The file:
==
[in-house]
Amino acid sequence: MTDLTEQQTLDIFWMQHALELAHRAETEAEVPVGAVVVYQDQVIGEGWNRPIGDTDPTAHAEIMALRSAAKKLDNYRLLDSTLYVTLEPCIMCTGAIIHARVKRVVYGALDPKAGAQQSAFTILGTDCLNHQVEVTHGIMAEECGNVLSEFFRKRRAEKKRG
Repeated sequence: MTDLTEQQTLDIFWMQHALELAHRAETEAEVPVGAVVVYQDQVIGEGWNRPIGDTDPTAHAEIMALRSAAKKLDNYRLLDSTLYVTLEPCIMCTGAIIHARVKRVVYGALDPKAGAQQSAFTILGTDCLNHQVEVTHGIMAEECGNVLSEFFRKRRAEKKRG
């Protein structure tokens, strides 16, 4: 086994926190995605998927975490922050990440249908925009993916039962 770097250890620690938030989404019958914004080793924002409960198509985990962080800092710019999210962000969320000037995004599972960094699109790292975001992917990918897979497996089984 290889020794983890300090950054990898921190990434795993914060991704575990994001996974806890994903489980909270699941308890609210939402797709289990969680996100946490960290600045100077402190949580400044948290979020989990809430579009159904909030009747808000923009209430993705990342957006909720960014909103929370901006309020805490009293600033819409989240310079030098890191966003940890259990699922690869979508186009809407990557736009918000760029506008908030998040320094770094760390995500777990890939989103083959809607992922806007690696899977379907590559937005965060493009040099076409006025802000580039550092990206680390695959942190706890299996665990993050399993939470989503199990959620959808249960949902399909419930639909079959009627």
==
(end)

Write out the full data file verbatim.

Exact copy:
[in-house]
Amino acid sequence: MTDLTEQQTLDIFWMQHALELAHRAETEAEVPVGAVVVYQDQVIGEGWNRPIGDTDPTAHAEIMALRSAAKKLDNYRLLDSTLYVTLEPCIMCTGAIIHARVKRVVYGALDPKAGAQQSAFTILGTDCLNHQVEVTHGIMAEECGNVLSEFFRKRRAEKKRG
Repeated sequence: MTDLTEQQTLDIFWMQHALELAHRAETEAEVPVGAVVVYQDQVIGEGWNRPIGDTDPTAHAEIMALRSAAKKLDNYRLLDSTLYVTLEPCIMCTGAIIHARVKRVVYGALDPKAGAQQSAFTILGTDCLNHQVEVTHGIMAEECGNVLSEFFRKRRAEKKRG
């Protein structure tokens, strides 16, 4: 086994926190995605998927975490922050990440249908925009993916039962 770097250890620690938030989404019958914004080793924002409960198509985990962080800092710019999210962000969320000037995004599972960094699109790292975001992917990918897979497996089984 290889020794983890300090950054990898921190990434795993914060991704575990994001996974806890994903489980909270699941308890609210939402797709289990969680996100946490960290600045100077402190949580400044948290979020989990809430579009159904909030009747808000923009209430993705990342957006909720960014909103929370901006309020805490009293600033819409989240310079030098890191966003940890259990699922690869979508186009809407990557736009918000760029506008908030998040320094770094760390995500777990890939989103083959809607992922806007690696899977379907590559937005965060493009040099076409006025802000580039550092990206680390695959942190706890299996665990993050399993939470989503199990959620959808249960949902399909419930639909079959009627």